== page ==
How to film video with your DSLR-5DMKiii,7D,T2i/550d,T3i/600d Nikon D3,D4,D800,D7000





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Published on Mar 27, 2012

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Hey everyone! After tons of requests on how to shoot video with your DSLR, I've finally got around to doing one. This will be the first on many videos covering the proper way of shooting with your DSLR. As many of you already know my style of teaching, I like to get to the "why" before the "when". That way "when" you are ready to go out and shoot, you know "why" certain things must take place before filming. I will be doing more in the coming weeks, so don't worry! Please SHARE, comment rate and of course...SUBSCRIBE! Please let me know if you have any questions.

ND Fader Filters (Text contributed from http://blog.vincentlaforet.com/2010/1... ):
A Neutral Density Filter cuts down on the amount of light that reaches sensor (of film.) NDs come in different standard strengths as well-- 1 stop, 2 stop, all the way up to 10 stops (and beyond.)

For the filmmaker, Neutral Density Filters are an essential tool. Still photographers have a bit more latitude to maneuver their exposure by changing the shutter speed. But filmmakers/videoagraphers generally leave their shutter speed fixed at 1/50th of a second. Therefore the HDDSLR shooter needs an ND filter for pretty much any exterior scene (unless they're shooting at night of course,) otherwise they will find themselves shooting between f/11 through f/22 in bright sunlight at ISO 100 for example. Therefore, it is not uncommon for me to carry around 10 or more ND filters at a time for any production -- big or small. As I said: ND filters are essential, and should probably be one of your very first purchases as you move from stills into HDDSLR video.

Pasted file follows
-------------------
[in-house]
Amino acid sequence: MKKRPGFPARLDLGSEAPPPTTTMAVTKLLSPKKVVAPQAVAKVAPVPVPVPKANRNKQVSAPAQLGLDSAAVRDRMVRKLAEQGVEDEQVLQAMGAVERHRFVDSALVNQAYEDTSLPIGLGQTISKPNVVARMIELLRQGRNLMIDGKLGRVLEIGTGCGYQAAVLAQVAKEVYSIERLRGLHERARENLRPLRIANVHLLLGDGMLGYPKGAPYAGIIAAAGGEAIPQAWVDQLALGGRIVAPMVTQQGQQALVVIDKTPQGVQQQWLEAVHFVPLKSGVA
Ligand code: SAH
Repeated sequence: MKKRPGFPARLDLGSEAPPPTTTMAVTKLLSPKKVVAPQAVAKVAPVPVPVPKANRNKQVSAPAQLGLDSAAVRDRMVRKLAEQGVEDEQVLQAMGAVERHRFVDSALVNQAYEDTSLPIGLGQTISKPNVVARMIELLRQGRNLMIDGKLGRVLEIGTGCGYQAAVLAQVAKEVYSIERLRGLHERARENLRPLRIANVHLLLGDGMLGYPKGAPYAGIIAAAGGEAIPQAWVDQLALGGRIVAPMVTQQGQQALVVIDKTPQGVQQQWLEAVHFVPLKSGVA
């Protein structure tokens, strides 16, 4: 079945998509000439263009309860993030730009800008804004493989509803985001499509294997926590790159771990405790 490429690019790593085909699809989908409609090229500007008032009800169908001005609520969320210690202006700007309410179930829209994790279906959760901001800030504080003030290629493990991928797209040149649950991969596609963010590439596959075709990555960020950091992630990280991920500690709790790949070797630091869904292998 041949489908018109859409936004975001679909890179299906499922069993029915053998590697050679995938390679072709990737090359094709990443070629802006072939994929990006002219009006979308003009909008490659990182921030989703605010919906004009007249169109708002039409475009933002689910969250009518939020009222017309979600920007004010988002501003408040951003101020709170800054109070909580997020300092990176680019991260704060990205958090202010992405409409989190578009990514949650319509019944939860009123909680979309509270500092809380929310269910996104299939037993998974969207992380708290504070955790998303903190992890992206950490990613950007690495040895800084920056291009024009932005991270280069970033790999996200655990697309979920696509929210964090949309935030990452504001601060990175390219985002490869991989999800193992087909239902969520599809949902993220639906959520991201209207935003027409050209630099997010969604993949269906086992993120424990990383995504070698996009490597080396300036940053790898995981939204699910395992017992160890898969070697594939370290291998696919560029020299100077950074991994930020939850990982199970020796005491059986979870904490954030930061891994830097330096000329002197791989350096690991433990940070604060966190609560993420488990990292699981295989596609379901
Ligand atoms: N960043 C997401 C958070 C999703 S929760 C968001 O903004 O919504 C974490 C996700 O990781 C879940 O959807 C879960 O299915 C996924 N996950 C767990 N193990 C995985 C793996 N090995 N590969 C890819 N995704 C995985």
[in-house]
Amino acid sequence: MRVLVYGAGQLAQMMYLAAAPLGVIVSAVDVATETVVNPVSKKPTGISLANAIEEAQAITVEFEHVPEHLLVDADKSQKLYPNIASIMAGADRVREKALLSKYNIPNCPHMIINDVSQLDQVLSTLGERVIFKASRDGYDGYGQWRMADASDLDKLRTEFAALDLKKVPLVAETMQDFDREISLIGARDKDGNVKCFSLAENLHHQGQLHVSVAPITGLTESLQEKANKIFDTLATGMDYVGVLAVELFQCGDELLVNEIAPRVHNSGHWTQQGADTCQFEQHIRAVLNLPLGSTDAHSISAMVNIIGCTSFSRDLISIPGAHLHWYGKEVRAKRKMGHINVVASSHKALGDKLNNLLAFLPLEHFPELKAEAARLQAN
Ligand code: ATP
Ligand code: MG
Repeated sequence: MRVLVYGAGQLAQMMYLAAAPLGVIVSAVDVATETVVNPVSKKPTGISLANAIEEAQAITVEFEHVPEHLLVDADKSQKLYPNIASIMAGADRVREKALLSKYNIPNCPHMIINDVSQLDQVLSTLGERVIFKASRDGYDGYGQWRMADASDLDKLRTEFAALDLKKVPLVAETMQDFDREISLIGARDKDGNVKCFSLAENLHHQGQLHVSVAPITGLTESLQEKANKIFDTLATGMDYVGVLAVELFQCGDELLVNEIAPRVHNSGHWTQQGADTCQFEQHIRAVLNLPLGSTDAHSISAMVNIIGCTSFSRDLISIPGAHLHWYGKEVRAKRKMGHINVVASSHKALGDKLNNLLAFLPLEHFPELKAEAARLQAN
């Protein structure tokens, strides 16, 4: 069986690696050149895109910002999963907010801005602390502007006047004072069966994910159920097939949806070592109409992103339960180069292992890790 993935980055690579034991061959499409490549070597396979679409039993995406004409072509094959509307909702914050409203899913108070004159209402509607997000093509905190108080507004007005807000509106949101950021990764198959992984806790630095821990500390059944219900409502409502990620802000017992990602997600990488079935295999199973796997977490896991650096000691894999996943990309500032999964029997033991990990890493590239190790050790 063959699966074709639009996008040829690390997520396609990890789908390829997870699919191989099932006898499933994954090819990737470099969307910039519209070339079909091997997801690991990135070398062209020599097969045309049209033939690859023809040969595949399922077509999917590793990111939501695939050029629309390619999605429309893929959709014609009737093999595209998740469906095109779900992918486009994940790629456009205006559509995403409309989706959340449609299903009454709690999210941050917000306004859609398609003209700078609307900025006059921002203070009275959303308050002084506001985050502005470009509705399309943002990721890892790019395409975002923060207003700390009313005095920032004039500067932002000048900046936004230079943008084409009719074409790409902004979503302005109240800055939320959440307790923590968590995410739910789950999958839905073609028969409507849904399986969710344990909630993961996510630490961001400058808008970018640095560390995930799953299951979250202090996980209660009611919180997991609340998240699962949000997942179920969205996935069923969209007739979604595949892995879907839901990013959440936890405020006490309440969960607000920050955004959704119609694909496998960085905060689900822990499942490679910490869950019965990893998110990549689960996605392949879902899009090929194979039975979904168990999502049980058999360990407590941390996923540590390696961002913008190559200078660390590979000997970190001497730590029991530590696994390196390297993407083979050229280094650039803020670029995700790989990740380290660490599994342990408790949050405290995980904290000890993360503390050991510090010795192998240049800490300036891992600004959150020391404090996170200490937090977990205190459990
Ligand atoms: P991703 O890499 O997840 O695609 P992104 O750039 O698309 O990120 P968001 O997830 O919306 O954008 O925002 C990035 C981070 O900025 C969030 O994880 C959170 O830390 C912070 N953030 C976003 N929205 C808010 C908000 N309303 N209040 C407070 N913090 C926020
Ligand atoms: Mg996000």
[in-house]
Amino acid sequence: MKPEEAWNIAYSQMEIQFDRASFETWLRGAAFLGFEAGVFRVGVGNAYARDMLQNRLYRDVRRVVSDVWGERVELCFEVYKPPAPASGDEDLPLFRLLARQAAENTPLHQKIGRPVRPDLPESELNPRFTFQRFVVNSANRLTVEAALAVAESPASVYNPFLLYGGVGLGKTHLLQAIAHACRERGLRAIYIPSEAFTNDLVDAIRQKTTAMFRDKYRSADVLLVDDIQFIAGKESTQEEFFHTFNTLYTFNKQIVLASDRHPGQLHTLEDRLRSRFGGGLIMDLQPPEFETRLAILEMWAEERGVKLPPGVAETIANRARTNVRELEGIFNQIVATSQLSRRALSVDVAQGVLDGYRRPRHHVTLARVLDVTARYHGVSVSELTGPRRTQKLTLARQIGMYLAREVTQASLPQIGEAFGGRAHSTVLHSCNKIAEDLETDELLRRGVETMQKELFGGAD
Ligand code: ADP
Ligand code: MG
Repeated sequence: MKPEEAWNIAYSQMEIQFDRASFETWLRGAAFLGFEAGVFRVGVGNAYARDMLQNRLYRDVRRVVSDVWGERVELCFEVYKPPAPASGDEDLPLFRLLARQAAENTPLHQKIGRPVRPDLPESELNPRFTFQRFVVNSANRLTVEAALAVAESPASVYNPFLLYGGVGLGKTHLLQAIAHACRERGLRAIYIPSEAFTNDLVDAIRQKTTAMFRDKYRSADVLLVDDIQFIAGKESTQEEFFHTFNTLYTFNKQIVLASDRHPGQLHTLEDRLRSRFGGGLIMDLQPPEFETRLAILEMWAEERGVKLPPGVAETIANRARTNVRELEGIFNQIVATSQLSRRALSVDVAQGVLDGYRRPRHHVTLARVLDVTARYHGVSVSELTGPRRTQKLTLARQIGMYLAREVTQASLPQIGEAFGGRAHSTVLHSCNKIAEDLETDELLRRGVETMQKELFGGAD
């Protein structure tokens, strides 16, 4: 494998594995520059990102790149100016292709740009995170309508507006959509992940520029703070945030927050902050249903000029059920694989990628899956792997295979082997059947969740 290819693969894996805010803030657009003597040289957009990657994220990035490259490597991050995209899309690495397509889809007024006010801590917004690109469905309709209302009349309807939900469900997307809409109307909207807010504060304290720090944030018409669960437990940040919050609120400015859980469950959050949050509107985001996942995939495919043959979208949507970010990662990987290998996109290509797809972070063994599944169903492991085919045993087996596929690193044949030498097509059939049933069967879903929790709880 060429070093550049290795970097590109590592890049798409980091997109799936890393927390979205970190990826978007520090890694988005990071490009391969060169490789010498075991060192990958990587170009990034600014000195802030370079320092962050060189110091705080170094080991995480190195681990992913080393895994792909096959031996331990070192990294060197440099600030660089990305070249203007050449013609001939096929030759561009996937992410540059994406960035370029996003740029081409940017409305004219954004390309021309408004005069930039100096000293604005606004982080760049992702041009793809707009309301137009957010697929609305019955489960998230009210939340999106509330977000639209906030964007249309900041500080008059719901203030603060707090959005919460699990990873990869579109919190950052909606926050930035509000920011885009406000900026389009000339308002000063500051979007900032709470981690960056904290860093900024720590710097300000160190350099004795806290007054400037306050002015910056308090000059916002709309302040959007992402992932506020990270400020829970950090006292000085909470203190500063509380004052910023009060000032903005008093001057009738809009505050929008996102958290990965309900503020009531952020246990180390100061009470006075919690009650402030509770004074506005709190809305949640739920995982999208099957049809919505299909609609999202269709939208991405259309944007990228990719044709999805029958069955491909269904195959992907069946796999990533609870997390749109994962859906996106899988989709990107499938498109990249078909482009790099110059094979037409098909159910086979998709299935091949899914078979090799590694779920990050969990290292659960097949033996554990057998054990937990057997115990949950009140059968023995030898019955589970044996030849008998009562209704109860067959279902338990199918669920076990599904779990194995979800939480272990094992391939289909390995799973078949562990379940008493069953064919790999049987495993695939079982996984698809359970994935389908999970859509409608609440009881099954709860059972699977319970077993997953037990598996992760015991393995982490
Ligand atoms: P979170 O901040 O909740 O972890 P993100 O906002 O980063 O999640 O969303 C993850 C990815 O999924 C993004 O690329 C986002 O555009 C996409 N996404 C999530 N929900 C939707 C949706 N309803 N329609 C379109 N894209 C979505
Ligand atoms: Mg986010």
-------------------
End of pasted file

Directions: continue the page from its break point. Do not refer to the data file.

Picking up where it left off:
This is where the Fader Filters can come in handy -- and really shine. Fader filters basically allow you to have all of the filters in one. Instead of having to purchasee separate ND filters (for example a ND 0.3 = -1 Stop of light, and ND 0.6 = -2 stops, an ND 0.9 = -3 stops, and ND 1.2 = -4 stops of light etc) you have the option of purchasing ONE filter that covers all of those ranges, and in fact in between. The Fader filers work much like traditional circular polarizers: in the flick of a wrist, you can cut out as much as 8 stops of light. This will come in really handy in documentary or on-location situations when you might not have the opportunity, or the time to unscrew the filter you already have on your lens, go searching through your camera bag for the right ND filter, and screw that into place. By then, the moment may be lost.

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